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      • Kevin

        Ginny, I think you’re missing Donovan’s point. He wasn’t even able to get to that point because of a perceived lack of initial proficiency / talent. He probably would have greatly benefited from all of the things that you and this article point out (and I do agree with them mostly) but he was never even given the chance.

  15. Jim Alberty

    Brilliant ideas. When teaching I made it a point to learn some kind of physical discipline each Summer, something totally outside my capability (and don’t even ask about my comfort zone) like juggling 5 balls – or worse, 4 – walking backwards on a rail, slack-rope walking, African dance (not the drumming). Something that would make me feel completely stupid and hopeless. Only then did I think myself ready to face a smash of kids that I going to ask to learn how to be meticulously right, be totally themselves and deeply committed to putting themselves out there through the medium of sound. Notes are easy. Expression is work. Knowing yourself well enough to have something to say is terrifying.

    So are good roller coasters. Just try not to throw up…..

    best – Jim

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  16. Jeffrey Carwile

    This is so true. Bravo.

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  17. Jose Rivas

    Great article I am a former middle school band director, I taught for 7 years and I had a large and very successful program, several of my former students played in high school, college and some are now teachers or studio musicians.
    Also most of my student are now successful and productive men and women in the community.
    I never played an instrument, I was a voice major and I only took woodwind, brass and percussion techniques, piano for music teachers and I taught myself to play bass while in college.
    Most of my students didn’t have music class in elementary school, and private lessons were completed out of the question for them.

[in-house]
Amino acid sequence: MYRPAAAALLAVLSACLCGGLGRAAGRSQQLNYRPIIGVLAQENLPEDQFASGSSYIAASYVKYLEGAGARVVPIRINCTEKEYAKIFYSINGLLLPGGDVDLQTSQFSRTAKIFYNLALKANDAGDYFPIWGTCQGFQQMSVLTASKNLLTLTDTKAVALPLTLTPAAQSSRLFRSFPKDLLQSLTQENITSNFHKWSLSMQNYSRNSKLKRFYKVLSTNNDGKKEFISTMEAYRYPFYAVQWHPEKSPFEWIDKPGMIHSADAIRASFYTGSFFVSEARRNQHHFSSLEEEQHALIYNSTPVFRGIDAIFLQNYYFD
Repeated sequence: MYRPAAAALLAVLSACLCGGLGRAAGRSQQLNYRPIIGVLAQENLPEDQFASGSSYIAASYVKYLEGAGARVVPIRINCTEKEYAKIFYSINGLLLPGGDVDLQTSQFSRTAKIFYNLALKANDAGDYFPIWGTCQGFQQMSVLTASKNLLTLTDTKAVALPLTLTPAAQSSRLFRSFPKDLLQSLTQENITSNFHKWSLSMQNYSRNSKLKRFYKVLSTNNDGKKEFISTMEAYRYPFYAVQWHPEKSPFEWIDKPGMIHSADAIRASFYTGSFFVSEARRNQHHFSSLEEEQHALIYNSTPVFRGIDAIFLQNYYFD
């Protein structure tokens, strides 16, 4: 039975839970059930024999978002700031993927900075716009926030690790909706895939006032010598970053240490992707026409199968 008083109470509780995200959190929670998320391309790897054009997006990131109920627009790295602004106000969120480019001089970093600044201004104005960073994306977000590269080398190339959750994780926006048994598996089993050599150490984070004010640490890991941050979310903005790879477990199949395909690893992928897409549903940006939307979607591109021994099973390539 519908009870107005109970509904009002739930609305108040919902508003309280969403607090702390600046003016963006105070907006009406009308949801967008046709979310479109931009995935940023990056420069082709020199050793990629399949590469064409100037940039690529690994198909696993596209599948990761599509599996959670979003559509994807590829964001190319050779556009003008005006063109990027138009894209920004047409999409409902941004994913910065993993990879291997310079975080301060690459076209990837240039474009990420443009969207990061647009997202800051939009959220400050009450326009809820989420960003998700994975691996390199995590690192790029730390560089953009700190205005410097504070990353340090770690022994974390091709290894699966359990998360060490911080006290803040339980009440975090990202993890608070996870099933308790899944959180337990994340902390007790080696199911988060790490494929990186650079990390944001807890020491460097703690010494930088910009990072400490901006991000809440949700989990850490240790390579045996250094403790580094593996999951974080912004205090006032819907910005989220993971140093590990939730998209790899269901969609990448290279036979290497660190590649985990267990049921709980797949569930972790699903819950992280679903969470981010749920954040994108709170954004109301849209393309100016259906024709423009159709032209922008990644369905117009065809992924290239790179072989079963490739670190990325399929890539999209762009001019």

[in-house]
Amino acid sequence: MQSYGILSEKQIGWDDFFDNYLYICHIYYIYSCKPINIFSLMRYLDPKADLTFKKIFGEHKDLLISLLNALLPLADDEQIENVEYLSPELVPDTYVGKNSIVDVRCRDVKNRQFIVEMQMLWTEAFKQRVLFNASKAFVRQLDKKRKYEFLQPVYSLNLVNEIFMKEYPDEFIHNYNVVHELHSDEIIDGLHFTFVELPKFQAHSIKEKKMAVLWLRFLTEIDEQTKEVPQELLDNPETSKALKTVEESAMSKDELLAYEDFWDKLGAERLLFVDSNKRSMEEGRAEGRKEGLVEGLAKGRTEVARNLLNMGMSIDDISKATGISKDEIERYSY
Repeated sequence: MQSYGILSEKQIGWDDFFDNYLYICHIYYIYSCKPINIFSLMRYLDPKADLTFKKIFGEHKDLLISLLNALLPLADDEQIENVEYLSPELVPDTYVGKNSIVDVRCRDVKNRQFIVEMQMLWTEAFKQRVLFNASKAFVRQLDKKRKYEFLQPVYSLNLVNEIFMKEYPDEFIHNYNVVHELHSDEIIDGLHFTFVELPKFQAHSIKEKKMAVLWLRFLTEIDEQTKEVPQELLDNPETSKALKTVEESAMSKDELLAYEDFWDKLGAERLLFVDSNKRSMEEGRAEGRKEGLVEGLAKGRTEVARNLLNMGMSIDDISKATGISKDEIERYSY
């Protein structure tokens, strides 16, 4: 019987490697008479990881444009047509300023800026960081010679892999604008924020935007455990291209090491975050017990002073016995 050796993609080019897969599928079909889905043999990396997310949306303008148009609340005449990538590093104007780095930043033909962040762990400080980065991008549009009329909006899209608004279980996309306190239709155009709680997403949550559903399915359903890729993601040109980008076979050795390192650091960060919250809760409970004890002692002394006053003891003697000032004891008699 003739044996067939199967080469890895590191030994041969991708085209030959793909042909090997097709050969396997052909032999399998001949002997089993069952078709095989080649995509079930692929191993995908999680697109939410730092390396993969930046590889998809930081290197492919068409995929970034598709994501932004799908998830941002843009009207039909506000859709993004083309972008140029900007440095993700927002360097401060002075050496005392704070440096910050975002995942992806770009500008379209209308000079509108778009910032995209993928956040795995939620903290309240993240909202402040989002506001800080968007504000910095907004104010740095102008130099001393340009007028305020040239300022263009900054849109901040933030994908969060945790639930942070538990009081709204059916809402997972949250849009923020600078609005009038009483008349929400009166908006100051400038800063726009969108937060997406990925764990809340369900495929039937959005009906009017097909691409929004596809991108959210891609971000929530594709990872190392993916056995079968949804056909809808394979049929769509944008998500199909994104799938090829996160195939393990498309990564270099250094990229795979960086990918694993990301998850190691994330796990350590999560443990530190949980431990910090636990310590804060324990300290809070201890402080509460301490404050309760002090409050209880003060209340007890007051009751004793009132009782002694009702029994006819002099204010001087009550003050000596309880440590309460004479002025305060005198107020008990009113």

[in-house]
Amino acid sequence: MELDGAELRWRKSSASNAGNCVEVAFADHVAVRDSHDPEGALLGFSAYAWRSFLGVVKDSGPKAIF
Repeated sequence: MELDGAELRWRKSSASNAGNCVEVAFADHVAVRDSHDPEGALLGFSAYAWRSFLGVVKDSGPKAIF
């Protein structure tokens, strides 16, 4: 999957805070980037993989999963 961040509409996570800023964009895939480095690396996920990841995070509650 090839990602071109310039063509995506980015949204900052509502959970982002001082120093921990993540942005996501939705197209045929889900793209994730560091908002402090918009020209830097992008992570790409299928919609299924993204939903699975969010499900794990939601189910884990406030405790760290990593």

We used to play Beethiven, Tchaikovsky, Copland, John Williams, Ray Charles, Rick Ross, DMX, 360 Mafia and Eminem among others.
    My students love to play and they never realized that after a year or two they were better players at than me.
    I haven’t play my bass in many years, and I haven’t sung in a long time. By the way I never did a recital.
    Music is music, knowing theory, dynamics, breathing techniques, posture, tempo and articulationa are the basics, and the most important things when teaching or rehearsing, but we can’t forget the other values that we need to teach like team work, cooperating or collaborating with other section members, to blend, follow and lead and to contribute to the community.

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  18. M schwartz

    Thank you for the blog post. So sad to hear any music student would want to short change their musical development by not taking applied lessons. It’s also not too much to expect them to be able to demonstrate each instrument proficiently to a 2-3 year student’s level at a minimum. In my undergrad we were required to demonstrate all band and string instruments and took playing tests in our technique classes. When we did our practicums and student teaching we were expected to model and demonstrate for elementary band classes on all band and string instruments. We were constantly evaluated in our demonstration/performance skills either on the spot or in real classrooms—video recorded and critiqued by our professors or cooperating teachers. We needed to know and play the instruments we were teaching because how can you teach it otherwise? I think the expectations that are set are followed. If colleges expect the teachers they degree to be proficient instrumental teachers—then they will be. A real life living picture of a proficient player is a way more effective teaching model for a young student than just words. After all, we are talking elementary to middle school level—we aren’t talking necessarily pro-level when we talk about demonstration. And after years of teaching, having all those instruments in your hands everyday for years, it also gets easy—but if you start out with the idea that that is asking too much of a college student, well it may never happen for the professional teacher.
    BM, MM Peabody conservatory performance and education, 12 years public school band director. Freelance bassoonist.

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  19. Judy Phillips